- The Undying Lands (Valinor) in Lord of the Rings
Note: These examples are across the water rather than under the land, perhaps because the former represents a journey of hope and immortality, whereas the latter is more readily associated with death and burial.
THE HELLISH UNDERWORLD: Many religions foresee a painful end for those who don’t obey the rules, and the “hellish underworld” is where they end up. This is a world of eternal, sometimes fiery torment for wrong-doers. Often, each sinner’s punishment is tailored to them.
- Hell in Paradise Lost
- Mount Doom in Lord of the Rings
- The Horcrux Cave in the Harry Potter series
THE GRIM UNDERWORLD: This is one of the most common literary underworlds because it offers a real chance of a “life”, though nothing on the scale of the Ordinary World. Sometimes the Grim Underworld is an adjunct to the Hellish one, and may be depicted as limbo or purgatory. Characters in this world may have unfinished business which they need to complete before transitioning on to another state.
But in other mythologies, such as in the Akkadian underworld, Kur, there is no final judgement, and the dead exist forever, with nothing to eat but dust.
- The world of the dead in His Dark Materials
- Pandaemonium in Paradise Lost
- The underworld in Homer’s Odyssey
- The land of the dead in The Earthsea Cycle
THE UNCANNY UNDERWORLD: Elements of the underworld are often inversions of the ordinary world. Sometimes these inversions overturn expectations, sometimes they subvert the traditions of the world of the living, and sometimes they literally turn things upside down. This can be useful for comical effect, but it can also impart an unsettling feeling.
The German word, unheimlich, is usually translated as “uncanny”, but also means, “unhomely”. This is particularly apt for the character who leaves their home world and travels to an underworld which bears the characteristics of a familiar setting, but in a way which renders them strange and disturbing.
- Wonderland in Alice’s Adventures in Wonderland
- The house in House of Leaves
- Why do you want your characters to spend time in the underworld?
- What do your characters need to accomplish in the underworld?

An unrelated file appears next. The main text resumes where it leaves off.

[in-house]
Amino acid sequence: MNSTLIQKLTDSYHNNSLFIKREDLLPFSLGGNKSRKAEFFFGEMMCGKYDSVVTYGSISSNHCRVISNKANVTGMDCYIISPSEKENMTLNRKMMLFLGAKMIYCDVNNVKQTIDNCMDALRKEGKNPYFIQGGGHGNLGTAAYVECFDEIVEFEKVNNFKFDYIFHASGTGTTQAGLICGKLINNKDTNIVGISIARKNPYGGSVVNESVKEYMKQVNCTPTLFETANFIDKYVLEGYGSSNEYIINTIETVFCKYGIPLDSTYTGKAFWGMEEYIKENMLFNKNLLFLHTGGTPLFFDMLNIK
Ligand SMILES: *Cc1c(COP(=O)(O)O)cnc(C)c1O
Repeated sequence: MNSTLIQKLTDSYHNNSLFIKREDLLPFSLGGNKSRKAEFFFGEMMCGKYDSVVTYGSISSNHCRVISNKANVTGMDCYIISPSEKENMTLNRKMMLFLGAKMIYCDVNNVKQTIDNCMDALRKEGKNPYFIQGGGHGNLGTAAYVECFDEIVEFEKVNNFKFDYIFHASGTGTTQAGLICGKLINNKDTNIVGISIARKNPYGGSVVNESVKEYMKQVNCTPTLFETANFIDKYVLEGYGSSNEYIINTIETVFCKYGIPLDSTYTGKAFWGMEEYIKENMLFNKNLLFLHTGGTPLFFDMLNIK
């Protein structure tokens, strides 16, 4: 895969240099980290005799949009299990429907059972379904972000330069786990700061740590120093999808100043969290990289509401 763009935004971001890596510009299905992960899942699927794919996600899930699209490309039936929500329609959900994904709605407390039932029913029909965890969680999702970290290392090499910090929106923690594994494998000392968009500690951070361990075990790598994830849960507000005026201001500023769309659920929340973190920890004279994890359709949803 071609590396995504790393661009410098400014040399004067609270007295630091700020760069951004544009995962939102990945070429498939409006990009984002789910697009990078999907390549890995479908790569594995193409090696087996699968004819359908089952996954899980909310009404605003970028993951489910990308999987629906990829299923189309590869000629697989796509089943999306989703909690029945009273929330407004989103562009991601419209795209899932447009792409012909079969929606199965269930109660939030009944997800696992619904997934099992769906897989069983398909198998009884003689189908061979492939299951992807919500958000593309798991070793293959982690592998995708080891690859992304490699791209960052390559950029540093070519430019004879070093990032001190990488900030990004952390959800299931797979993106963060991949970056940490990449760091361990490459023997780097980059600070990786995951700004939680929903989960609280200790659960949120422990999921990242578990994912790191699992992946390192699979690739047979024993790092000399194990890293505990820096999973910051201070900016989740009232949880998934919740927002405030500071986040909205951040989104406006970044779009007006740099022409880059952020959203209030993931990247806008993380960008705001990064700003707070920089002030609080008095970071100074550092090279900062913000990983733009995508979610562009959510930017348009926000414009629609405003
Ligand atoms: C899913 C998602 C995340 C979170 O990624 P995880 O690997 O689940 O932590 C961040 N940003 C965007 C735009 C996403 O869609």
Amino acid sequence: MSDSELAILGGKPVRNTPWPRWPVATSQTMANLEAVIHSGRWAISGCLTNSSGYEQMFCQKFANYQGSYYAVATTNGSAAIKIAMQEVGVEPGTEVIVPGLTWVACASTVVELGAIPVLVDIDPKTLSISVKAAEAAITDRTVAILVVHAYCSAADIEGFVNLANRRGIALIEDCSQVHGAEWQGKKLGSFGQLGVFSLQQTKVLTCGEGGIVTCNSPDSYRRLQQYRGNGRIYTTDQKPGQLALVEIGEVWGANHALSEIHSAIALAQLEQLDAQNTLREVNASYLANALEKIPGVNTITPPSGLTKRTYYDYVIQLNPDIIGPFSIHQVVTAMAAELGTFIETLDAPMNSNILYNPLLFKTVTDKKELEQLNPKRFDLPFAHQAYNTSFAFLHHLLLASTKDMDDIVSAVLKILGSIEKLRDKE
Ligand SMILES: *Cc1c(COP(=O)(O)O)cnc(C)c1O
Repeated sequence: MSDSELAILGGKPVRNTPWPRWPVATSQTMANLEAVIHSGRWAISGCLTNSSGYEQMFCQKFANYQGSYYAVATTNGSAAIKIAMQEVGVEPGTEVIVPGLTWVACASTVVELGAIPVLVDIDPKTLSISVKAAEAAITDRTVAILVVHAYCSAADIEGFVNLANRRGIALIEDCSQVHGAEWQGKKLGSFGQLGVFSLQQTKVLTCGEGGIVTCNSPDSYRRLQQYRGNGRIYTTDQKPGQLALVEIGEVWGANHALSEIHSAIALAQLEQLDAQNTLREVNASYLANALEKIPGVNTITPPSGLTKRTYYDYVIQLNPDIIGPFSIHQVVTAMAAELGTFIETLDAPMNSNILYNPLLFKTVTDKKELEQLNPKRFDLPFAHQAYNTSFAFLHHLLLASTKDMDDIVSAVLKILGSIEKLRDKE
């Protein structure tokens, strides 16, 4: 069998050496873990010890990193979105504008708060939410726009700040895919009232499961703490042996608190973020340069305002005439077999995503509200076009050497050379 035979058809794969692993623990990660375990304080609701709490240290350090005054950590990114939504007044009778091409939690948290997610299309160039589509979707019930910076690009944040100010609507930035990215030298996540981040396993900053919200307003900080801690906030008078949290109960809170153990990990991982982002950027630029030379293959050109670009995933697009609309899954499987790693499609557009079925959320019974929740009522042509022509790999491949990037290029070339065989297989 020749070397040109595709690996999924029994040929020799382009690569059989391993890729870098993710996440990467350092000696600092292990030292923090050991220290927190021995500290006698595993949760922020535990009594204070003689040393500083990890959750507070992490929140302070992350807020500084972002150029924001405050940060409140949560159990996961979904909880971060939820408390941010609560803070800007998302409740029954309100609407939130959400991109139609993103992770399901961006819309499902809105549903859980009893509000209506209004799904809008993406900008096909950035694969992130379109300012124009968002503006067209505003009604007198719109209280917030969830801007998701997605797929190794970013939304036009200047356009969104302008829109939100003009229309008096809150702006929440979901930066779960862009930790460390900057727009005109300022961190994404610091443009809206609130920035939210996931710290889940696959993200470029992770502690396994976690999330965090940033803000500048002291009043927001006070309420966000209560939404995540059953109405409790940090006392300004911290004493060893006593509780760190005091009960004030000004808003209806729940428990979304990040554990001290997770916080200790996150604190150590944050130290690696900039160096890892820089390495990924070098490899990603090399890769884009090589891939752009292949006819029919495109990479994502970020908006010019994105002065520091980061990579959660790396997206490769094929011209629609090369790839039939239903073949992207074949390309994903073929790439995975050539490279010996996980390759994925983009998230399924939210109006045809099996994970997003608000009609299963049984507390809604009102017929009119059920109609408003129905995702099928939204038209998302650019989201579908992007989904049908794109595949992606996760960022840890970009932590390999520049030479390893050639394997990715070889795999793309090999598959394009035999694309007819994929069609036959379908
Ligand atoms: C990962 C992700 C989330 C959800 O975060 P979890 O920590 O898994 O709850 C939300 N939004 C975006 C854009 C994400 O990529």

- Which type of underworld, or combination of underworlds, is best suited to…
- Your genre?
- Your character’s aim?
- Your story world?
Looking at depictions of the underworld of the dead in mythical and literary texts, it’s clear to see that they have been created by the living, and for the living.
- For example, some myths stress the importance of the judgement of the soul, clearly in order to encourage people to live well and do good while they’re alive.
- Others emphasise the harsh living conditions that are only alleviated by material wealth and proper burial in the upper world, perhaps to uphold the status of the rich, or of a worldly priesthood.
- For yet other cultures the key is to bear many children and keep up a line of descendants, and so they teach people how their dead ancestors suffer without regular libations and offerings.
- What is the most important social aim in your story world? Survival? Creation? Procreation? The accumulation of wealth?
- What belief about the afterlife could uphold this aim and motivate the living to live accordingly?
- Which type of underworld would be best suited to promote this social aim?
The Descent to the Underworld (katabasis)
First—hell is not so far underground—
My hair gets tangled in the roots of trees
& I can just make out the crunch of footsteps,
The pop of acorns falling, or the chime
Of a shovel squaring a fresh grave or turning
Up the tulip bulbs for separation.
– from Persephone Writes a Letter to Her Mother by A.E. Stallings
“Katabasis” is the name given to the journey down to the underworld, or to the entire underworld adventure. The monomyth or “Hero’s Journey” presents the mythemes that may be encountered in a katabatic narrative, whether in the World of Adventure, or the World of the Dead, or both.
Broadly speaking, a journey to the underworld of the dead may include the following episodes:
- Deciding to make the journey.
- Searching for the entrance to the underworld.
- Entering the underworld.
- Meeting the guide to the underworld.
- Paying the price for crossing.
- Learning about the organisation of the underworld.
- Meeting the souls of the dead.
- Meeting the rulers of the underworld.